Date of Award

Summer 8-8-2017

Degree Type

Dissertation

Degree Name

Doctor of Philosophy (PhD)

Department

Educational Psychology and Special Education

First Advisor

Dr. Julie Washington

Second Advisor

Dr. Debra Mckeown

Third Advisor

Dr. Cynthia Puranik

Fourth Advisor

Dr. Robert Hendrick

Fifth Advisor

Dr. Judith Emerson

Abstract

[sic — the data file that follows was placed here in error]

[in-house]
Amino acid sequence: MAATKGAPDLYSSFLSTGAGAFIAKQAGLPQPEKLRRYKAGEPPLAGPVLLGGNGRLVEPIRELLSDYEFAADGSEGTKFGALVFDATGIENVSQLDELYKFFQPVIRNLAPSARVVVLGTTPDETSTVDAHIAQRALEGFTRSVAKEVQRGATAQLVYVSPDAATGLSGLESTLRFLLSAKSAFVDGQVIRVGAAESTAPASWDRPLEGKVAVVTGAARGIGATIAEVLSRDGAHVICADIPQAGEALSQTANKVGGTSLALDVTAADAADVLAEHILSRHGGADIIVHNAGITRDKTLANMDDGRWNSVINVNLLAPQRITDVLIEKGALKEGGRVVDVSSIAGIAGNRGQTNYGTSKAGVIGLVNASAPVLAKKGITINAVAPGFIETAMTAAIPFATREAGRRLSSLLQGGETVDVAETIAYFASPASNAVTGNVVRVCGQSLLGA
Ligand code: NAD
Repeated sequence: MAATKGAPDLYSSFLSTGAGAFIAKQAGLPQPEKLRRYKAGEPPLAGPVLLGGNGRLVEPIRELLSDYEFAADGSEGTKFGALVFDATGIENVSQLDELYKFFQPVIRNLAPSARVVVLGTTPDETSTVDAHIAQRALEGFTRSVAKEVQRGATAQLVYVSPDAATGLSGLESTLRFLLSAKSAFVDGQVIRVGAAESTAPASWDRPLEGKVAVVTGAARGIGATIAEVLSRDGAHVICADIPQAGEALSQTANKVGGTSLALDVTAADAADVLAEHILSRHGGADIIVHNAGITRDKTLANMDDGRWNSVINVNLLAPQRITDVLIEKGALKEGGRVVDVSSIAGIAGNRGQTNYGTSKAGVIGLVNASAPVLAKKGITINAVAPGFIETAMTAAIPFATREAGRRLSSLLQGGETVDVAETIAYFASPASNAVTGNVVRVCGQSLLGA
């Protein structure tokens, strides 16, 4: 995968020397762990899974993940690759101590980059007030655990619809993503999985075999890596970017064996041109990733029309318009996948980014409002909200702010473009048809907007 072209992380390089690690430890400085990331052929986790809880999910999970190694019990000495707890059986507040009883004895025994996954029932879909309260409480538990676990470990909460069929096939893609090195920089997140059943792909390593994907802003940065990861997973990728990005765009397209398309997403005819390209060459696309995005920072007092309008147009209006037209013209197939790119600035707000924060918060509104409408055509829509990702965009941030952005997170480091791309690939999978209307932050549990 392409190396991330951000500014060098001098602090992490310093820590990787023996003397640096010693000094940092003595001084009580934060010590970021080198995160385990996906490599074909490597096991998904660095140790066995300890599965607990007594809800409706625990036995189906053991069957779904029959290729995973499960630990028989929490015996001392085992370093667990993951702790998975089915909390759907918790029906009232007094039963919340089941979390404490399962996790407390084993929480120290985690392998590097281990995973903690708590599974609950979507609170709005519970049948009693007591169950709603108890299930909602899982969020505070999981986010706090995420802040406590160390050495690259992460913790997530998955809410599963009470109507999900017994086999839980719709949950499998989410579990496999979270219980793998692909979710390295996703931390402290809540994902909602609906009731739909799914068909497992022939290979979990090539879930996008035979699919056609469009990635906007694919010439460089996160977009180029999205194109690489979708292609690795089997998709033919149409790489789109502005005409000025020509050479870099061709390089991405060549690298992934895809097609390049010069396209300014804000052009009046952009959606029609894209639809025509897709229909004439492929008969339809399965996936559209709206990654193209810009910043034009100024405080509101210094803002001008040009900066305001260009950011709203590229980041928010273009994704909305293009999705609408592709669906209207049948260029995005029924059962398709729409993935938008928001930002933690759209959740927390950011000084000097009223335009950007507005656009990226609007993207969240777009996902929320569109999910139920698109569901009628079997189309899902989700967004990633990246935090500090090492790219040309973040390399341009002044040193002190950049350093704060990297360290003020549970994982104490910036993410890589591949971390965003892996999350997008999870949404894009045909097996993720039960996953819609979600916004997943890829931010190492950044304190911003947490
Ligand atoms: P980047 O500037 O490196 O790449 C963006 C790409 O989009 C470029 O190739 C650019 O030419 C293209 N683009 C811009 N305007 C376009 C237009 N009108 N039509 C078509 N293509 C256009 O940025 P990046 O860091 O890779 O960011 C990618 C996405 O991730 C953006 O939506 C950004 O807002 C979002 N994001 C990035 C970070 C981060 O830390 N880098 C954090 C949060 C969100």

The overarching purpose of both dissertation studies is to contribute to the extant literature base on language assessment in the context of poverty and African American English (AAE) dialect. Language assessment with culturally and linguistically diverse populations, in particular children who speak AAE, has been a longstanding challenge for professionals in the field of speech-language pathology despite the preponderance of scholarly attention this topic has received. The purpose of the first study is to conduct a systematic review of the literature to synthesize the existing literature on AAE from the past approximately three and a half decades, to identify aspects of language and assessment approaches that have been most informative for identifying language impairment in this population. The purpose of the second study is to examine the grammaticality judgments of school-age, AAE-speaking children as a function of their nonmainstream dialect density and language ability. Data for this study came from 273 African American children from low-income backgrounds who were participants in a larger project focused on language and literacy outcomes for children reared in urban areas. the relationship between language ability and dialect density was explored using correlational analysis and the contribution of language ability and dialect density on grammaticality judgments was analyzed using multiple regression. Finally, a multivariate analysis of variance was conducted to investigate the impact of dialect density and language ability on various items that differed in grammatical constructions. Results from both studies are discussed relative to the existing oral language profiles of AAE speakers and the impact of linguistic variation on assessment. Together, these papers contribute to the extant literature by supporting the development of a more comprehensive profile of AAE and increasing the field's understanding of language assessment and language impairment in child AAE speakers.

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